|Team||Poss||Off Eff||eFG%||FT Rate||OR%||TO%|
|ATL||90.5||1.30 ||57.2||27.7 ||30.6||7.7 |
|TOR||90.5 ||1.21||57.5 ||28.8 ||23.5 ||12.1|
Approximately 2:20 left in the game, Hawks up 112-104, Josh Smith having made three of five three-point attempts* caught the ball 20 feet from the basket. He measured the shot. He looked at Chris Bosh. Bosh made no move toward Smith. Smith measure the long jumper again. Still Bosh didn't move. Smith began to wind up his jump shot. Bosh began to reach out to sort of defend the jump shot he entirely wanted Smith to take. As Bosh's weight shifted toward him, Smith put the ball the ball on the floor, got past Bosh, and finished at the rim.
Toronto scored on their next two possessions with a Mike Bibby miss in between. Had Smith settled for the jump shot he probably wouldn't have made it could have been a four point game going into the final minute. As it was, after Toronto cut the lead to six and Flip Murray missed a jump shot, Smith drew a foul from Chris Bosh while battling for the rebound, made both free throws and essentially iced the game.
*Though he missed both of his two-point jump shots.
Smith has made 7 of 12 three-point attempts over the last four games. That's 58.3%. Prior to the game in Philadelphia Smith had made 24.6% of his three-point attempts (69) on the season and 26% of his three-point attempts (453) for his career. It's obvious which is the smallest sample-size and I'm not advocating Josh Smith continue to attempt three three-pointers per game for the foreseeable future. I simply offer the reminder* that improvements don't follow a fixed schedule. They can manifest themselves in April as easily as they can in September. Last night Hawks' fans got the best of both worlds: Smith's unexpected bounty from beyond the arc and a strong, successful drive to the basket on an important possession.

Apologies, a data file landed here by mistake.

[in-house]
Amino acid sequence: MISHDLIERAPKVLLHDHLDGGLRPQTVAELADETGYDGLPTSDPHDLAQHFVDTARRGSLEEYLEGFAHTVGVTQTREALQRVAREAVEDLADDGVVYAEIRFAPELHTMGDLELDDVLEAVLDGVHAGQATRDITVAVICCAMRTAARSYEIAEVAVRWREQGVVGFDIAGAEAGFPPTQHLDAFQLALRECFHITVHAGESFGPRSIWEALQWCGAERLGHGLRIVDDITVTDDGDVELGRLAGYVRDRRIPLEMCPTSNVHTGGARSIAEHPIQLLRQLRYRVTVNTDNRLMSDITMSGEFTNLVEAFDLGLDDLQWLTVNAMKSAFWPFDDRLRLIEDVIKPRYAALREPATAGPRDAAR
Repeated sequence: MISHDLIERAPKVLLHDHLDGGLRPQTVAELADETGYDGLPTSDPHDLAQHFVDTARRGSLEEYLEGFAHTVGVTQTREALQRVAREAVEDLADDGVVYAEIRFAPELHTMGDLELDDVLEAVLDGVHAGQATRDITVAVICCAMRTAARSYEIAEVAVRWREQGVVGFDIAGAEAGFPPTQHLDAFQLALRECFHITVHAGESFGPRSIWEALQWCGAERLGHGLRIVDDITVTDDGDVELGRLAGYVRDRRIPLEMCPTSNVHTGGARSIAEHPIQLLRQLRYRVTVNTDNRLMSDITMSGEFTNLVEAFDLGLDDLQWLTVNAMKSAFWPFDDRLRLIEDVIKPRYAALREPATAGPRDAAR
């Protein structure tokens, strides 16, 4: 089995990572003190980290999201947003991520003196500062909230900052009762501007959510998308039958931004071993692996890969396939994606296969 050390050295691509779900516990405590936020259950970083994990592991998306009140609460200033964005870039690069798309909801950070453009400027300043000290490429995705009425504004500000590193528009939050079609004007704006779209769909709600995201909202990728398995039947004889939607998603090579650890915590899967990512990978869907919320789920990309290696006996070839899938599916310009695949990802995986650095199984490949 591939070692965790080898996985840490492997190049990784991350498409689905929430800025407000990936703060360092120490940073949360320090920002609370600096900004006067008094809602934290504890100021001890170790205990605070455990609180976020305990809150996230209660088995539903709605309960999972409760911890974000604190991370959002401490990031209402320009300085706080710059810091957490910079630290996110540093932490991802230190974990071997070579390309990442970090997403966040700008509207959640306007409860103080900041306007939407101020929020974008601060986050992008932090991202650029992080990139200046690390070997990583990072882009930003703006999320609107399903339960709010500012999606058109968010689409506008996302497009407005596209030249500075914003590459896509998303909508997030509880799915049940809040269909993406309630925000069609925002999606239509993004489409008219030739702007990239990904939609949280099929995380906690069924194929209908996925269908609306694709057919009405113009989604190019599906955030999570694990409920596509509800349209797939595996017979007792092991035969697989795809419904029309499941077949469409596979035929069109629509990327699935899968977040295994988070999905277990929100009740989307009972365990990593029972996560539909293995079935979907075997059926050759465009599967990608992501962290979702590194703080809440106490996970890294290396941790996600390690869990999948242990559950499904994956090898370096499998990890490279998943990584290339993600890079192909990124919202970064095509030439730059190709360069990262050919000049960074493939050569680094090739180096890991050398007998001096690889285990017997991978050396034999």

*To myself as much as anyone.
The entire frontcourt deserves plaudits for their collective offensive performance. It's hard to reconcile Atlanta's amazing efficiency on offense last night with the shooting of the Hawks' primary ballhandlers. Mike Bibby, Joe Johnson, and Flip Murray needed 47 FGA and 8 FTA to score 50 points. Of course, the 19 assists they earned against 4 turnovers helped fuel the offense but look at what's left over in the boxscore and it's an inescapable fact that Smith, Al Horford, Mo Evans, and Zaza Pachulia combined to make 23-36 FGA (6-9 3PTA), 16-20 FTA, and turned the ball over just three times (all Smith's).
I don't want to make too much of a win against a Toronto team disinterested in playing defense but the Hawks had lost eight of their last nine on the road, couldn't really slow down Jose Calderon*, and didn't get a good shooting performance from any of their three primary offensive weapons.
*Hell, they couldn't really slow Quincy Douby for a nine-minute stretch there.
What I do want to make a big deal of is Al Horford and Joe Johnson getting to play in the second quarter until they picked up their third fouls. Neither committed a foul in the second half making the following accounting a bit easier. The absence of the Horford treatment got an extra 3:12 of court time for its namesake and an extra 3:58 of playing time for Johnson. They weren't hugely productive in those stretches (Horford made his only field goal attempt, Johnson missed both his field goal attempts, rebounded both those misses, and committed a turnover.) but neither Mario West nor Solomon Jones saw the court in the first half and for that I tip my cap to Mike Woodson.
"This was just important for us for so many reasons. We had to have this one. Any way we can get everybody involved the way we did tonight and get everybody playing well and having fun like that, we need that every minute and every second of every game we play."Mike Woodson:
"This was just a huge win. These guys stepped up. You have seven guys score in double-figures, that means they came to play."One would like to think that in such an important game where they came to play the Hawks wouldn't allow 120 points per 100 possessions to the 22nd-best offense in the NBA, but, hey, they won.
"There were a number of things we needed to prove on both ends of the floor. All the best teams in the league do that, play together on both ends of the floor. That’s what we have to be able to do going into the playoffs. We have to play like this."Al Horford:
"It was about finishing tonight. We didn’t start well, but we finished it the right way."